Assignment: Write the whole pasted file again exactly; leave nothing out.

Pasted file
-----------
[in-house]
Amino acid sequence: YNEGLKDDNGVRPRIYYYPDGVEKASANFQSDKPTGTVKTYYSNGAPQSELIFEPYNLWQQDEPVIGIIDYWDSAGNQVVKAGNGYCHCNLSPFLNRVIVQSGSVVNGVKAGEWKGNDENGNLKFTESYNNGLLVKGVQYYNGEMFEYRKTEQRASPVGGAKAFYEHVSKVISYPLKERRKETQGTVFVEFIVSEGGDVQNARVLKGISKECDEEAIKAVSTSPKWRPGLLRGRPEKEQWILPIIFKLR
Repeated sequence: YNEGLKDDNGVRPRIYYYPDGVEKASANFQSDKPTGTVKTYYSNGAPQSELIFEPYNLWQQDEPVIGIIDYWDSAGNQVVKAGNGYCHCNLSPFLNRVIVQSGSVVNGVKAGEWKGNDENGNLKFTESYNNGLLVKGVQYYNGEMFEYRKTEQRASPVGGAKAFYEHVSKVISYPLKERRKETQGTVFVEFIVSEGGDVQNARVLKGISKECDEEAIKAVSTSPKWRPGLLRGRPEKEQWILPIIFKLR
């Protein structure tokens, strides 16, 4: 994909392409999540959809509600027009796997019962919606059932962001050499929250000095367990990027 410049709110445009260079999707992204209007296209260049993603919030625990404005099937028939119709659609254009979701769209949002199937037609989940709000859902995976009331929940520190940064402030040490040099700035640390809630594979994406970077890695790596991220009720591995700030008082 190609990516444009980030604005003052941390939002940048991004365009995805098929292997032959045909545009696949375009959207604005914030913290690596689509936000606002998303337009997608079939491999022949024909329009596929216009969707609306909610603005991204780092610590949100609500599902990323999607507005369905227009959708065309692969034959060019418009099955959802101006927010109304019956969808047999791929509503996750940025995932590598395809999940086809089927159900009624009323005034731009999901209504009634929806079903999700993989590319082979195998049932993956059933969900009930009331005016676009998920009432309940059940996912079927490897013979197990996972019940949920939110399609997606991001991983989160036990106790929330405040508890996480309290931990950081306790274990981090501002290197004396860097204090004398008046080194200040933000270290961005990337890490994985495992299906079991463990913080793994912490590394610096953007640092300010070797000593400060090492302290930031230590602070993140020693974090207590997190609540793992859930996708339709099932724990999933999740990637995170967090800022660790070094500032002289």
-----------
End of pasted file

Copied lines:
[in-house]
Amino acid sequence: YNEGLKDDNGVRPRIYYYPDGVEKASANFQSDKPTGTVKTYYSNGAPQSELIFEPYNLWQQDEPVIGIIDYWDSAGNQVVKAGNGYCHCNLSPFLNRVIVQSGSVVNGVKAGEWKGNDENGNLKFTESYNNGLLVKGVQYYNGEMFEYRKTEQRASPVGGAKAFYEHVSKVISYPLKERRKETQGTVFVEFIVSEGGDVQNARVLKGISKECDEEAIKAVSTSPKWRPGLLRGRPEKEQWILPIIFKLR
Repeated sequence: YNEGLKDDNGVRPRIYYYPDGVEKASANFQSDKPTGTVKTYYSNGAPQSELIFEPYNLWQQDEPVIGIIDYWDSAGNQVVKAGNGYCHCNLSPFLNRVIVQSGSVVNGVKAGEWKGNDENGNLKFTESYNNGLLVKGVQYYNGEMFEYRKTEQRASPVGGAKAFYEHVSKVISYPLKERRKETQGTVFVEFIVSEGGDVQNARVLKGISKECDEEAIKAVSTSPKWRPGLLRGRPEKEQWILPIIFKLR
């Protein structure tokens, strides 16, 4: 994909392409999540959809509600027009796997019962919606059932962001050499929250000095367990990027 410049709110445009260079999707992204209007296209260049993603919030625990404005099937028939119709659609254009979701769209949002199937037609989940709000859902995976009331929940520190940064402030040490040099700035640390809630594979994406970077890695790596991220009720591995700030008082 190609990516444009980030604005003052941390939002940048991004365009995805098929292997032959045909545009696949375009959207604005914030913290690596689509936000606002998303337009997608079939491999022949024909329009596929216009969707609306909610603005991204780092610590949100609500599902990323999607507005369905227009959708065309692969034959060019418009099955959802101006927010109304019956969808047999791929509503996750940025995932590598395809999940086809089927159900009624009323005034731009999901209504009634929806079903999700993989590319082979195998049932993956059933969900009930009331005016676009998920009432309940059940996912079927490897013979197990996972019940949920939110399609997606991001991983989160036990106790929330405040508890996480309290931990950081306790274990981090501002290197004396860097204090004398008046080194200040933000270290961005990337890490994985495992299906079991463990913080793994912490590394610096953007640092300010070797000593400060090492302290930031230590602070993140020693974090207590997190609540793992859930996708339709099932724990999933999740990637995170967090800022660790070094500032002289």